What is PR? Popular television programs such as Sex and the City, West Wing, The Thick of It and more recently, Workin’ Mums have entertained audiences for many years with fictional, humorous and often distorted images of what constitutes public relations (PR).
The truth surrounding the question of ‘What is public relations?’ is definitely worth exploring as modern PR can be an often-misunderstood business with no clear boundaries.
PR activities can include community relations, copy writing, media relations, events, issues and crisis management – often overlapping with marketing in areas such as image assessment, branding, direct mail, sponsorships, promotions, corporate advertising and social media.
Public relations, when done well, is a professional and ethical practice, used not only by businesses but also not-for-profits, governments and non-government organisations to maintain, protect and enhance reputation. It embodies corporate conscience and social responsibility.
At the heart of it, public relations offers businesses and brands a voice and the means by which that voice can be heard, ensuring it is reaching the right audiences.
Often critical for the ongoing success of organisations, according to national industry body the Public Relations Institute of Australia (PRIA), “Public relations is the deliberate, planned and sustained effort to establish mutual understanding between an organisation and its publics.”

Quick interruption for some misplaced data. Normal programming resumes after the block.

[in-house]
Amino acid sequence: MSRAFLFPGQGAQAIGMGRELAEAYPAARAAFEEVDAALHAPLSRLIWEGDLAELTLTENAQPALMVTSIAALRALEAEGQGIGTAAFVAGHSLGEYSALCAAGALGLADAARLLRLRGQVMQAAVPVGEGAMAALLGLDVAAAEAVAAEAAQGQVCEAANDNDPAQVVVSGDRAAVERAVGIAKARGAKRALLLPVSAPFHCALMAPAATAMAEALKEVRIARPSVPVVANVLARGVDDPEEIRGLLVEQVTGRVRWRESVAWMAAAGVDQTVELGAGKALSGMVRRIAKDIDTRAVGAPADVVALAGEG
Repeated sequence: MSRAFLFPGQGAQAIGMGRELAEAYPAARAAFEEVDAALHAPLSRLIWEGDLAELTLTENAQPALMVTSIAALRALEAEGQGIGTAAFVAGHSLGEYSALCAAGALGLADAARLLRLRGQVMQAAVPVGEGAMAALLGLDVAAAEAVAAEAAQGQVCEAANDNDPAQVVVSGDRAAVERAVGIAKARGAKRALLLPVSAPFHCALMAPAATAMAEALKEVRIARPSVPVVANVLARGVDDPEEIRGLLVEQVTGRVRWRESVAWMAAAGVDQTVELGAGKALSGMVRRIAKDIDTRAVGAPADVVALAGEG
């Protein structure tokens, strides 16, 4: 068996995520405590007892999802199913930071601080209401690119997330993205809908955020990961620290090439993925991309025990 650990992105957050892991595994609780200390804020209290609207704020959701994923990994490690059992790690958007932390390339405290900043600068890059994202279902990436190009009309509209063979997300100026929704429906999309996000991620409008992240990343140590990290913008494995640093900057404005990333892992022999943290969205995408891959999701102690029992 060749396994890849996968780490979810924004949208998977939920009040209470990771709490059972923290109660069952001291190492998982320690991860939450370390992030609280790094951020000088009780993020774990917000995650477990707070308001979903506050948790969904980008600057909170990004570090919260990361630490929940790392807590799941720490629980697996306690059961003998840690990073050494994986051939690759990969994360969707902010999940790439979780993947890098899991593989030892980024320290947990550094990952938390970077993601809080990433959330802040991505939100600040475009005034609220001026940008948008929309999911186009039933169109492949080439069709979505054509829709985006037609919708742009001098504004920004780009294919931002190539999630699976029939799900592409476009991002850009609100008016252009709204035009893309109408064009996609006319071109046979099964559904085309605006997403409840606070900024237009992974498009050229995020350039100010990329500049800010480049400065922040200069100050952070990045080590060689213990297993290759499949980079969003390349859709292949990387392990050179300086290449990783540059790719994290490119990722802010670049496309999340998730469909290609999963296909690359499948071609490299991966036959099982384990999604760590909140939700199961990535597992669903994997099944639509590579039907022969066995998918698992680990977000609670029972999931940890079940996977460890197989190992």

PR professionals are boundary spanners, monitoring public mood, trends and social change from a local to global level, facilitating increased awareness and issues management for clients.
In recent years, as with other industries, the public relations landscape has shifted dramatically. We have witnessed the shift from traditional media to evermore fractured online platforms including digital publications, blogs, podcasts and let’s not forget, social media.
UK managing director at Metia Group and former Chief Engagement Officer at Ketchum, industry leader Stephen Waddington talks about where PR is headed in his Future of PR 2020 essay, reflecting the thoughts of PR practitioners interviewed throughout the UK.
Whether earned media (e.g. articles in newspapers, or podcast interviews) occurs through traditional or digital formats, the fact remains that non-advertising content is more influential than owned and paid channels, with 83 percent of people placing more trust in recommendations from people they know, and 63 percent of surveyed 18-34 year old’s trusting influencer brand messages more than the brand’s own.
The bottom line is, people do business with people (and brands) they know, like and trust. Public relations is an ongoing activity which helps you achieve this, not a tool to reach for (for the first time) when a crisis breaks.
As public relations specialists in the consumer and corporate industries, with experience in a number of sectors, including property, financial, tourism, hospitality, retail and not for profit – we would love to help your business and your brand reach its full potential.
To discuss how a strategic public relations program can fit within your marketing and communications strategy, contact us today.